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Until a couple of months ago, I loved my triple-boot MacBook Pro (early 2011, 8,2 with high-resolution screen).

Then I tried to run the Mac OS X 10.10 (Yosemite) upgrade and everything fell apart.

I went to the Apple store, had them install Mac OS X 10.10 (Yosemite). I went home and repartitioned to install windows and everything fell apart.

I went back to the Apple store, had them install Mac OS X 10.6.8 (Snow Leopard) and also ordered a fresh Snow Leopard install disk (my original install disk was Leopard, IIRC).

Shrank the Mac OS X partition and installed Fedora (21) from DVD. Fedora came up, and now I cannot boot Mac OS X. Pretty sure that the Fedora install screwed up the EFI partition. It still boots fine into Linux, but trying to boot Mac OS X it fails to find the boot loader. If I inserted the Snow Leopard disk, I could boot Mac OS X from the hard drive.

I then tried to re-install Snow Leopard from the DVD, but the installer insists that the “Macintosh HD partition cannot be used for boot.” I booted into Linux and deleted the partition, thinking that the DVD’s installer would then offer me some partitioning options, but now I can't even do the initial boot from the DVD, I just get the three beeps when I try to hold down the option key at power on.

How can I wipe the drive clean enough that the Mac OS X installer on the DVD will allow me to do a fresh install?

And if I get back to that point, and install rEFInd and recreate my original setup, should I be looking at 32-bit or 64-bit versions of Windows and Linux?

Is there any hope at all that I could run Mac OS X 10.10 (Yosemite) on this system?

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Let's take the easy one first: A 2011 Mac would have a 64-bit EFI, so that means you should install 64-bit versions of all your OSes on it. (Most OS X versions provide both 32- and 64-bit support via "fat" binaries.) You can often get away with a 32-bit OS, particularly if you boot it in BIOS/CSM/legacy mode; but a 64-bit version gives you greater flexibility and may enable an EFI-mode boot, especially for Linux.

My second point is to suggest that you take your experience as a sign of how difficult triple-booting can be, particularly on a Mac. You're likely to be better off running one or two of your OSes in a virtual environment (inside VirtualBox, VMware, or the like). This will remove the multi-boot complications and help you isolate the systems for better safety.

Another point is that Windows 7 more-or-less requires booting in BIOS/CSM/legacy mode with a finicky and dangerous hybrid MBR. (Read that linked-to page! It's part of my gdisk documentation and it will tell you what you need to know to navigate the treacherous hybrid MBR waters!) Hybrid MBR flakiness was likely at least part of what caused your problems. Many users have more luck running Windows 8 and 8.1 in EFI mode, which eliminates the need for a hybrid MBR -- but when you create a FAT partition in OS X's Disk Utility, that tool will create a hybrid MBR, which will block Windows 8's installation in EFI mode, so there's another problem -- but this one can be bypassed by using tools other than Disk Utility to create your Windows partition(s) or by using a tool like gdisk to replace the hybrid MBR with a standard protective MBR. Also, although Windows 8 installs well in EFI mode on many (maybe most) Macs, it still requires BIOS/CSM/legacy mode on some Macs. I assume that Windows 10 will install as well as Windows 8 in EFI mode on Macs, but it's so new I can't promise that. You may want to ask on a Mac forum about which mode(s) work best for your version of Windows on your specific Mac model.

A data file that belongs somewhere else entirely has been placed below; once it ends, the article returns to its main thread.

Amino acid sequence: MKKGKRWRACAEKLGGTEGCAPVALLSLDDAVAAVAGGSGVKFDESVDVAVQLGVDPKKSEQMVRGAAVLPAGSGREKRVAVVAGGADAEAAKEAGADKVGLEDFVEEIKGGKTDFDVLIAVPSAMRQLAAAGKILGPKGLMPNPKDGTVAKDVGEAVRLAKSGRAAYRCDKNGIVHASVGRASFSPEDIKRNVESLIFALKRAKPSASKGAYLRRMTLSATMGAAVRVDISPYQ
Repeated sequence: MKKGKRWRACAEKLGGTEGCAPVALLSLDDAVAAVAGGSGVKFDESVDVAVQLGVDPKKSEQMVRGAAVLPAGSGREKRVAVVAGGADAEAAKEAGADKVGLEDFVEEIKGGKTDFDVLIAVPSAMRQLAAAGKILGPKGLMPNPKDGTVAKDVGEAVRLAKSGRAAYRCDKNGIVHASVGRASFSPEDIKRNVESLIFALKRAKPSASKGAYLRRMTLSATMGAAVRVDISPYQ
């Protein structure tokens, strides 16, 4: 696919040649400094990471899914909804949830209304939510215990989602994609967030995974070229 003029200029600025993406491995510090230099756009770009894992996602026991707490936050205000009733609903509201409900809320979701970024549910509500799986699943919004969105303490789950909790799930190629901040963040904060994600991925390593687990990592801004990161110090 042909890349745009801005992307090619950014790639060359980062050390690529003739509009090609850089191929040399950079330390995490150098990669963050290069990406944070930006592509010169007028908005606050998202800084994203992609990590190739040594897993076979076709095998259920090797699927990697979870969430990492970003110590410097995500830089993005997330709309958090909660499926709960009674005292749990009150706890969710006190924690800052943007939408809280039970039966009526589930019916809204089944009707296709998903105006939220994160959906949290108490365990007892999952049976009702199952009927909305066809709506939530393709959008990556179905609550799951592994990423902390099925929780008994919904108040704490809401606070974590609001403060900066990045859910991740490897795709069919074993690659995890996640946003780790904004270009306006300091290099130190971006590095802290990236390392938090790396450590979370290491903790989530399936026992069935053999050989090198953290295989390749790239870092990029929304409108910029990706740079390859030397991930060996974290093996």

In any event, you need to decide which mode to use for Windows and understand GPT and hybrid MBRs well enough to prepare your disk for it -- assuming you want to boot it directly on your hardware. This is one of the reasons that running Windows virtualized makes so much sense -- you give the virtual machine a virtual disk that it can handle however it likes, removing all concerns about hybrid MBRs and Windows boot modes on your native hardware from the equation.

As to Linux, it usually boots fine in EFI mode; however, in your case it sounds like you ended up with GRUB controlling your boot process and then failing to handle the booting of Windows and/or OS X. On Macs, if you want to triple-boot, the easiest approach is to use my rEFInd boot manager. If possible, tell your Linux to not install a boot loader. (Unfortunately, this option is often nonexistent, or may be handled by an obscure command-line option when you launch the installer. I don't know if such an option is available for Fedora, offhand.) Have rEFInd on a USB flash drive handy in case you need it to manage the boot process temporarily. Also (and more importantly), know that holding down the Alt or Option key as you turn on the computer should launch the machine's built-in boot manager. This can be handy if GRUB takes over and fails; using the built-in boot manager should enable you to boot OS X and fix things.